California Congressman Adam Schiff is doing a masterful job leading the House Democratic team that is laying out the case against President Donald Trump in the Senate impeachment trial. Always in command of the facts, often eloquent and occasionally quite emotionally effective, Schiff and his colleagues have repeatedly made the point that the nation’s founders who wrote the Constitution were intent on dividing the powers of government between the executive, the legislature and the judiciary to guard against the rise of any form of monarchy akin to the one they had thrown off in the recent revolution. Placing in the hands of the Congress the power to impeach and remove a renegade president was the ultimate expression of this concern.
At one point, Schiff read a quote from a letter Alexander Hamilton wrote to George Washington in 1792 in which Hamilton described the sort of populist demagogue he feared could rise up and shatter the foundations of democracy: “…a man unprincipled in private life, desperate in his fortune, bold in his temper… despotic in his ordinary demeanor—known to have scoffed in private at the principles of liberty… when such a man is seen to mount the hobby horse of popularity… it may justly be suspected that his object is to throw things into confusion that he may ride the storm and direct the whirlwind.”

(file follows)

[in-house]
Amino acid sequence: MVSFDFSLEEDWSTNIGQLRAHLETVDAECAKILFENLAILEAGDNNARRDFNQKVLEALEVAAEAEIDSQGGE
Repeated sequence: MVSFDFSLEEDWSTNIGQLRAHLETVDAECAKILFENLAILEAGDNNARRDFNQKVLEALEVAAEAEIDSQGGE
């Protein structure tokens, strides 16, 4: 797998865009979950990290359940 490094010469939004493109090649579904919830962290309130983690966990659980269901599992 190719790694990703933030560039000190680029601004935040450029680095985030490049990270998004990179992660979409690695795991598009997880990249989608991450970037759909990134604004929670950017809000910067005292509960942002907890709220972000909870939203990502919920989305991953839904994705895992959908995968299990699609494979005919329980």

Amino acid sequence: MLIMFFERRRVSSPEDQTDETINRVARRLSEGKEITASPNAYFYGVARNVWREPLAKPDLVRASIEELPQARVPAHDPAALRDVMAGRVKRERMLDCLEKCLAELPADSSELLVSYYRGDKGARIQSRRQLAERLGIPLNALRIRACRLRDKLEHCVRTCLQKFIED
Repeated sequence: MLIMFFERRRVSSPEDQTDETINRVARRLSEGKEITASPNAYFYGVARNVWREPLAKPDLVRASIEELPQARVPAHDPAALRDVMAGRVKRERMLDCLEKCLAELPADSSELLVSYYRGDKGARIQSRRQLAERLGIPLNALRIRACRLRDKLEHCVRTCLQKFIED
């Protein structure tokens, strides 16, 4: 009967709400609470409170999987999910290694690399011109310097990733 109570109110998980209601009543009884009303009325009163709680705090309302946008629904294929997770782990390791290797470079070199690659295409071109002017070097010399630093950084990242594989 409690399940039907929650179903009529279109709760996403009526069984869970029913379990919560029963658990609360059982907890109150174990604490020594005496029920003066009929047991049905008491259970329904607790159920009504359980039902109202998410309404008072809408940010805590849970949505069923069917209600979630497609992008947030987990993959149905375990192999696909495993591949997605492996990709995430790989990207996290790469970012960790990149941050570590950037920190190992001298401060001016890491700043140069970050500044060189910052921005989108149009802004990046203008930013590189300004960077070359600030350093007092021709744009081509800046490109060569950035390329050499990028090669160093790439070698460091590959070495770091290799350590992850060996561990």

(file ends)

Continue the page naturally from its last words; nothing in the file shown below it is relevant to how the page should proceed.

Hamilton well understood the greatest potential threat to the republic he helped invent. In quoting this founding father, Schiff provided a disturbingly prescient portrait of the current occupant of the White House.
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